AFI 2022 FILM FESTIVAL REVIEW! We are all born as cherubs – angelic, naïve little beings, open to any experience, soaking in the world, all of its pathos and glory. We remain as such until a certain point when adolescence grounds us in reality; the wings are clipped, and a certain wariness/awareness creeps in. Filmmaker Anne-Sophie Bine’s wonderful short drama Cherubs focuses on such a moment in a young girl’s life. Without resorting to histrionics, she tells a tender tale that balances the fine line between light and darkness: the world is a bright, wonderful place when you’re a teen, but then there’s bullying, body changes, and the allure/threat of sexual proclivity.
13-year-old Basia (Juliet Rusche) attends a summer arts program wherein she sculpts a self-portrait. It’s an apt metaphor for growing up, when your mind, body, and facial features gradually assume form. She wears earphones and is isolated from her more popular classmates, like her roommate Taylor (Olivia Vemulapalli), who seems to be growing up much faster. To add fuel to the angst, Basia’s brother went to juvie for stealing a car. So when a hunky, much older counselor, Matthew (Tristan Thompson), invites Basia to her room at night, she goes, spurred by all the mysterious dark forces around her, unable to resist the temptation. She then makes up a story, eager to fit in, unaware of the consequences.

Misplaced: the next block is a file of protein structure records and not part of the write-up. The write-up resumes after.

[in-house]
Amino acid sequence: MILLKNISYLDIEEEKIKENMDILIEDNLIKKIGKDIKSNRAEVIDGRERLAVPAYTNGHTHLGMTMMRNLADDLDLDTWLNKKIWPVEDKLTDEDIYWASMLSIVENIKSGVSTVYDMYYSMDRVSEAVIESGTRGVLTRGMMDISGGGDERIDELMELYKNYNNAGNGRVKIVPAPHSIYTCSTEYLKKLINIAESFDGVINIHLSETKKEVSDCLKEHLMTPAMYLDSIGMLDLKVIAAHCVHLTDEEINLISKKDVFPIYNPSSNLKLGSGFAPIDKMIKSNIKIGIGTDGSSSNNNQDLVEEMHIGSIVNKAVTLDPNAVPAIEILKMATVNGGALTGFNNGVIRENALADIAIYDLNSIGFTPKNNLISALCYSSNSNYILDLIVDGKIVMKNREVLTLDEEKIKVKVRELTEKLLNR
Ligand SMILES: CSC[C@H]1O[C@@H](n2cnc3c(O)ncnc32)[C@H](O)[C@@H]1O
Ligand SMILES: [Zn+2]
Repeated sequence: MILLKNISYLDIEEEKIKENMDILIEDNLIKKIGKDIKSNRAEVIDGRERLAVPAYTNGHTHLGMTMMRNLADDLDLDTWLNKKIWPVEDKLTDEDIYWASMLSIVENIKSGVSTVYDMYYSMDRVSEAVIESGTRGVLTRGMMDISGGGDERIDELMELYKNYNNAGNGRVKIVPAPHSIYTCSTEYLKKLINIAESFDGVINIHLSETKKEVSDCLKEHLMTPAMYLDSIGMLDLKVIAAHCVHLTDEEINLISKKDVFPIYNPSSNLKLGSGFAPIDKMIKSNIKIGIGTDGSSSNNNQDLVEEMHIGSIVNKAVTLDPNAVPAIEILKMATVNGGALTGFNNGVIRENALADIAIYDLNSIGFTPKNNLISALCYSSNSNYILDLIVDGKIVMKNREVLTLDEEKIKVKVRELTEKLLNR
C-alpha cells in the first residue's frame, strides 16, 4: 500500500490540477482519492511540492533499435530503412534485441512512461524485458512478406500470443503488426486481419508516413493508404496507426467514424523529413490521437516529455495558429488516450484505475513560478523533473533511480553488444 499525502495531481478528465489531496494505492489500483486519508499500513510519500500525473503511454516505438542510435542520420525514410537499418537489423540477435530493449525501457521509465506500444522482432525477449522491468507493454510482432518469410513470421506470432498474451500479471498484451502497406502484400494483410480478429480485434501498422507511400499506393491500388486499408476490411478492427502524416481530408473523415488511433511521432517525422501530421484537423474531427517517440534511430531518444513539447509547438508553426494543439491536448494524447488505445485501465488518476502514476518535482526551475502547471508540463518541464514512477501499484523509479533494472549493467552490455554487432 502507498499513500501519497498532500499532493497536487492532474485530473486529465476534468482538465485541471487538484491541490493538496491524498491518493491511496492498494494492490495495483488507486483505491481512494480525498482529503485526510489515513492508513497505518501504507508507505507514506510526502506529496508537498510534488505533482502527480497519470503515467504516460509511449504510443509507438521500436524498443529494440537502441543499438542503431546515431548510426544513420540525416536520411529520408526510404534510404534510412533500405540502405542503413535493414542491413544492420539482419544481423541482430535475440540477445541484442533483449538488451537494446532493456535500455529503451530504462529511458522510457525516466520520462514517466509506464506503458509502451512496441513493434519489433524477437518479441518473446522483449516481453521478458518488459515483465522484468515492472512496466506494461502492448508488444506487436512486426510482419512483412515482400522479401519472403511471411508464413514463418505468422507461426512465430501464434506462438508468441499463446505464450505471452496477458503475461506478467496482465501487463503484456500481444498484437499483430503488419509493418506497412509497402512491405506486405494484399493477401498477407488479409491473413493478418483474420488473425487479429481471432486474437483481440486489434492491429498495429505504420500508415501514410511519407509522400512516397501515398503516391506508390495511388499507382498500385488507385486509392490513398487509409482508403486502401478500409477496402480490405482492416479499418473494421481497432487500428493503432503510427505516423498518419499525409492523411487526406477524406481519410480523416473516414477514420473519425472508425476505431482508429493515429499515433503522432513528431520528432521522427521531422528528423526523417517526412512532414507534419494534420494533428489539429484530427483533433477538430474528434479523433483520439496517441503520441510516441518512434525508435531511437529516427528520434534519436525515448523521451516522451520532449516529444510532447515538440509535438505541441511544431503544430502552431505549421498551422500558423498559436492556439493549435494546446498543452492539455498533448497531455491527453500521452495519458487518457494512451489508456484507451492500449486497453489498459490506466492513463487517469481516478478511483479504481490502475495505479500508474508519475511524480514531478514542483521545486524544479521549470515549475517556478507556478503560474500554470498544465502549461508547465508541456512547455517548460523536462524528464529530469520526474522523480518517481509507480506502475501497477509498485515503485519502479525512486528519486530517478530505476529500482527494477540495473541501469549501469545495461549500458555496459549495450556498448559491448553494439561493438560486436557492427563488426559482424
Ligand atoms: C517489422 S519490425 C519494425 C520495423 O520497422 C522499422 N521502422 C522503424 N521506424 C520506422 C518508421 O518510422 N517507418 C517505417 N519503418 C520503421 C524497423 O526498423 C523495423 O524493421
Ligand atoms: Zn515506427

“…when a hunky, much older counselor… invites Basia to her room at night, she goes…”
Bine adopts a child’s POV: basked in sunlight, the effervescence of youth is palpable, yet demons lurk just outside the frame. Rusche delivers a spot-on introspective performance. She’s both shy and curious. She speaks volumes with mere glances. Thompson convinces as a seemingly trustworthy confidant with malicious intentions. Nothing here is overtly traumatizing. Bine is taking a peek into the abyss without ever tipping over.
Set in 2010, years before the advent of #MeToo and #TimesUp, Cherubs depicts a time when young people were perhaps more naïve and less aware of potential threats to their livelihood. Oddly, it also feels like a more innocent time when cherubs were allowed to be cherubs, their wings unclipped, ready to take on the world and all of its challenges. Bine laments and condemns with the softest of brush strokes.
Cherubs screened at the 2022 AFI Fest.
"…a tender tale that balances on the fine line between light and darkness..."